This is an invitation to join a bunch of odd balls.
Statistically only three percent of the population have written goals.
You join an exclusive club by simply writing your goals on a piece of paper.
But why write them?
Once you commit a goal to paper your subconscious mind takes over. It’s as though you are pulled to complete the goal.
Goals kept in your head and not written down are merely a wish.
Written goals keep you focused. They help you stay on the right track even when you are pulled in many directions.
Lot’s of people make New Year’s Resolutions. But most of these are forgotten within weeks.
It’s April. When was the last time you heard someone mention their New Year’s Resolution to you? My guess is January.
Make your goals simple, specific and time dimensioned. The more clarity you have, the better your chance of following through.
Over the years I’ve met only a few Program Directors with written goals. They always have the best stations, make the most money and enjoy the greatest overall success.
So join the three percent.
Lots of great books explain goal setting. But forget the books. It’s a very simple process.
First, carve out some serious quiet time and go somewhere that inspires you. It might be the beach or a lake. You get the idea.
Then let your mind go. Write down ALL of the things you want to do. The big and small stuff. Try for a list of 100 things you want to do in your life.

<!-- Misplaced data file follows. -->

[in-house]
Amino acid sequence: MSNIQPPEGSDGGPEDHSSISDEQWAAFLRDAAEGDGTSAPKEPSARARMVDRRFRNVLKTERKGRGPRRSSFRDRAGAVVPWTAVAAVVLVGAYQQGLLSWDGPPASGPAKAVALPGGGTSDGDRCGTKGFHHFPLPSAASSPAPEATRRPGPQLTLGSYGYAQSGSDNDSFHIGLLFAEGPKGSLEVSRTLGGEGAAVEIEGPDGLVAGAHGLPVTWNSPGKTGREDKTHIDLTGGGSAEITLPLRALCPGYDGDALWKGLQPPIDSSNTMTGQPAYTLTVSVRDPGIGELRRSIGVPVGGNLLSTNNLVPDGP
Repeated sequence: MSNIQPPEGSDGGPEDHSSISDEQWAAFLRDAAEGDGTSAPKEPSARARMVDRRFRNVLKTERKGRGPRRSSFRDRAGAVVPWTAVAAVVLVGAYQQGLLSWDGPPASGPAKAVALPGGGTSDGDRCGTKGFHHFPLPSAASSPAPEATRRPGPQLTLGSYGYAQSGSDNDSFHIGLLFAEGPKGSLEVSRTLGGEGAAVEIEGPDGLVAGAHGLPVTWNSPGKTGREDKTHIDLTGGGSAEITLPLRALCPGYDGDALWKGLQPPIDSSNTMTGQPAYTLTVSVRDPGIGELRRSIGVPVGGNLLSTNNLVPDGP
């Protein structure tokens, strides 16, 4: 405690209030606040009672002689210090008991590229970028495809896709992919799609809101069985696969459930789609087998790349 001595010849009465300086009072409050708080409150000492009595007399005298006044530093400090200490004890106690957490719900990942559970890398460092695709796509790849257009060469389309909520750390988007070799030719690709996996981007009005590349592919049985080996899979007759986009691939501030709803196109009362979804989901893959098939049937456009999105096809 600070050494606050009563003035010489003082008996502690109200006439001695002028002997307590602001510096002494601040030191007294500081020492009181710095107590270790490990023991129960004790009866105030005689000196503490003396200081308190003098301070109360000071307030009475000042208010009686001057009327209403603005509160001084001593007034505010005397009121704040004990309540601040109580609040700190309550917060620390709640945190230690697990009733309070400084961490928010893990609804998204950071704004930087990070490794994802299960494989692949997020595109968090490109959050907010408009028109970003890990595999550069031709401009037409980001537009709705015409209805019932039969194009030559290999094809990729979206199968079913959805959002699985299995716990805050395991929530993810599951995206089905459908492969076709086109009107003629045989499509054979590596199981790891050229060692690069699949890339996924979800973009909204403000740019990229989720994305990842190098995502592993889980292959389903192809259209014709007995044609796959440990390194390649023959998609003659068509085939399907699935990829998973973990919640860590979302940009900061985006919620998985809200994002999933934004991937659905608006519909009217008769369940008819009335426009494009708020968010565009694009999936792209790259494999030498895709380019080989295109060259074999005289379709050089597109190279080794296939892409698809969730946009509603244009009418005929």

This is brainstorming, so avoid judging. Get it all down on paper.
Once you have the list break it into 1 year, 3 year and 5+ year goals.
Then rank the most important ones each group from1 to 10. One being most important. Ten least.
Now you have 10 one year goals, 10 three year goals and 10 goals for 5 or more years.
This is a great start. You might want to rank all of your goals at some point or even add to the list.
Now write each of the goals as though it was already happening. Put as much detail to your goal as possible, and set the time by which you plan to achieve it.
Review your goals daily or at least weekly. These are now the basis for your project plans and weekly action lists.
There’s one more thing to do before you finish.
Write down the very next action you will take to achieve each one of the goals. Once you have taken that action, do it again and again until you have reached the goal.
Use the idea of the ‘next action’ to keep you moving forward all of the time.
If you need help, I suggest reading Brian Tracy’s “Goals”. He gives a very detailed way to create and achieve your list.
Once you begin to see the results you’ll be hooked for life.